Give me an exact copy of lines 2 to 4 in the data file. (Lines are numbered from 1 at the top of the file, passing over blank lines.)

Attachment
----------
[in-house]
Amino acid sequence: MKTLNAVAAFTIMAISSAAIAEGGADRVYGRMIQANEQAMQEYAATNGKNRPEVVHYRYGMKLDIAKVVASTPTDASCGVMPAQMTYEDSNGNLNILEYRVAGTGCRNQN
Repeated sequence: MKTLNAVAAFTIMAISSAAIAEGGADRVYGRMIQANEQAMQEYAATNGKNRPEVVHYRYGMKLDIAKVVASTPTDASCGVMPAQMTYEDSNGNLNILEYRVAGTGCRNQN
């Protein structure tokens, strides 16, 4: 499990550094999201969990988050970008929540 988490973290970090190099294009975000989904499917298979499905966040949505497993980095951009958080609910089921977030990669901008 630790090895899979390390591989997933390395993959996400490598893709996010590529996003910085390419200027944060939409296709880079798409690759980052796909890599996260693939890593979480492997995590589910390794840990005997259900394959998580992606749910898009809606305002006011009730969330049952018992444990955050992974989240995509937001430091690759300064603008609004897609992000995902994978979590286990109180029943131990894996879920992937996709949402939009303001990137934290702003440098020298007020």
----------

Amino acid sequence: MKTLNAVAAFTIMAISSAAIAEGGADRVYGRMIQANEQAMQEYAATNGKNRPEVVHYRYGMKLDIAKVVASTPTDASCGVMPAQMTYEDSNGNLNILEYRVAGTGCRNQN
Repeated sequence: MKTLNAVAAFTIMAISSAAIAEGGADRVYGRMIQANEQAMQEYAATNGKNRPEVVHYRYGMKLDIAKVVASTPTDASCGVMPAQMTYEDSNGNLNILEYRVAGTGCRNQN
């Protein structure tokens, strides 16, 4: 499990550094999201969990988050970008929540 988490973290970090190099294009975000989904499917298979499905966040949505497993980095951009958080609910089921977030990669901008 630790090895899979390390591989997933390395993959996400490598893709996010590529996003910085390419200027944060939409296709880079798409690759980052796909890599996260693939890593979480492997995590589910390794840990005997259900394959998580992606749910898009809606305002006011009730969330049952018992444990955050992974989240995509937001430091690759300064603008609004897609992000995902994978979590286990109180029943131990894996879920992937996709949402939009303001990137934290702003440098020298007020």